Roundabouts proposed for southern Corvallis to increase safety

By Eli Smart
US Highway 99W, seen near Avery Avenue and Crystal Lake Drive. The Oregon Department of Transportation is considering adding several roundabouts along this section of the highway in south Corvallis to improve pedestrian and cyclist safety.

Kelsy Valentine, News Reporter

The City of Corvallis and the Oregon Department of Transportation are looking at potentially building roundabouts on Highway 99 in southern Corvallis to slow traffic and decrease risk of severe accidents. 

Highway 99, also known as Southwest Third Street in Corvallis, Ore., is a main north-south U.S. highway that runs through the middle of the city and has historically caused many problems for southern Corvallis.

According to Corvallis City Manager Mark Shepard, southern Corvallis is the only residential area in the city with a state highway going through it, which can cause some challenges.

“One of those challenges is creating a sense of neighborhood,” Shepard said. “That you’re in the city [and] you’re not just buzzing down the highway. Especially if you’re coming from the south—north into Corvallis—you’re used to clipping along at 55 miles per hour, and then all of a sudden, you’re here in the city.”

Currently, the speed for most of Highway 99 through southern Corvallis sits at 30 mph, and driving above this speed limit can create dangerous conditions not only for other cars on the road, but for pedestrians and bikers as well.

Thus, while the idea is still in the planning phase and may not happen, roundabouts for southern Corvallis have been proposed as a possible solution to this problem.

“The idea with the roundabouts are, obviously, they’re a traffic control measure at intersections, but they do kind of provide maybe a gateway and an acknowledgement that you’re entering the city [and] you’re entering a neighborhood,” Shepard said.

Other options to improve Highway 99 in southern Corvallis include ideas such as protected intersections or medians down the highway, but roundabouts offer certain benefits that these other ideas may not, such as safety and reduced speed.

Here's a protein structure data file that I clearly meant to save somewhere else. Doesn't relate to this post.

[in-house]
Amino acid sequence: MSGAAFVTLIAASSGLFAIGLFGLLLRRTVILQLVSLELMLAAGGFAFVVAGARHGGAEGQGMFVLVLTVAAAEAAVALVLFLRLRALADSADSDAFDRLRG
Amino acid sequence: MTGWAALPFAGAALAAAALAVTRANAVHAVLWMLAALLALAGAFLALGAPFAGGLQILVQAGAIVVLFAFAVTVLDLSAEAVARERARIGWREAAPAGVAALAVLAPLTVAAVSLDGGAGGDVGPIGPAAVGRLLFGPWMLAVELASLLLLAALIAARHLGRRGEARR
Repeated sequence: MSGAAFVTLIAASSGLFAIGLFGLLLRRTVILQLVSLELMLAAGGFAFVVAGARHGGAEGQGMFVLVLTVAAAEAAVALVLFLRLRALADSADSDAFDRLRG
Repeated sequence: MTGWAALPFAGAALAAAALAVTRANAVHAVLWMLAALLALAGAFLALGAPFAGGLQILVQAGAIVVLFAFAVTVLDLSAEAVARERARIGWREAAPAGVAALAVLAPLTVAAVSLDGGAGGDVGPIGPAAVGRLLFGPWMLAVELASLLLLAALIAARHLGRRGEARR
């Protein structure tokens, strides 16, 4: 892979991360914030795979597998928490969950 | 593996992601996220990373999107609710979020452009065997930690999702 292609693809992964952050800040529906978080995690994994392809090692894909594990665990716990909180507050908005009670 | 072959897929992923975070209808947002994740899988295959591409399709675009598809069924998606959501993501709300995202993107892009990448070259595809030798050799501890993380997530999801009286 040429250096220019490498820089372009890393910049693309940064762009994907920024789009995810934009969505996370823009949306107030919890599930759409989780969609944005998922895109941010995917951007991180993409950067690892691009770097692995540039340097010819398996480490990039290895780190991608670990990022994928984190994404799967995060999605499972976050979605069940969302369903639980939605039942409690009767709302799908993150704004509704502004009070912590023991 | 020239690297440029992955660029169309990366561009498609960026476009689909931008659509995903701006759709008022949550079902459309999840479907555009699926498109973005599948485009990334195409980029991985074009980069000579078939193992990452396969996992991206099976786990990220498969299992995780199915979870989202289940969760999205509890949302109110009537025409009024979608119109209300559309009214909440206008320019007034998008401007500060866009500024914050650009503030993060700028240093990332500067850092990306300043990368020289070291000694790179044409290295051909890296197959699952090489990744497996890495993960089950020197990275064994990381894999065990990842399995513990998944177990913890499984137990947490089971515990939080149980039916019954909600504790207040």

“Roundabouts have a very strong record of improving safety at intersections,” said James Feldmann, the senior transportation planner for the Lincoln, Benton and Linn County area of Region 2 in ODOT. “There’s a lot of data to support that after roundabouts go in, the frequency and severity of crashes go down dramatically.”

According to Feldmann, traditional intersections with stop lights can have as many as 20 conflict points where people can crash into each other. In roundabouts, however, there are far fewer conflict points, and accidents are less severe because it’s more difficult to speed through a roundabout than it is to speed through a traditional intersection.   

For these reasons, Feldmann said roundabouts are proven to be safe and effective at reducing both severe and fatal crashes.

There are also some secondary potential benefits of roundabouts that Feldmann said includes safer crossing for pedestrians due to shorter crossing distance and a median in the middle to act as refuge and more chances to do U-turns if there are multiple roundabouts.

“And then the other less obvious benefits of roundabouts are that, because there’s a more continuous free flow of traffic, there’s the potential to reduce the number of lanes whereas a traditional signal may not,” Feldmann said. “It’s always context-dependent and not in every case, but you may have the opportunity to have a three-lane cross section instead of a five-lane cross section because of a roundabout.”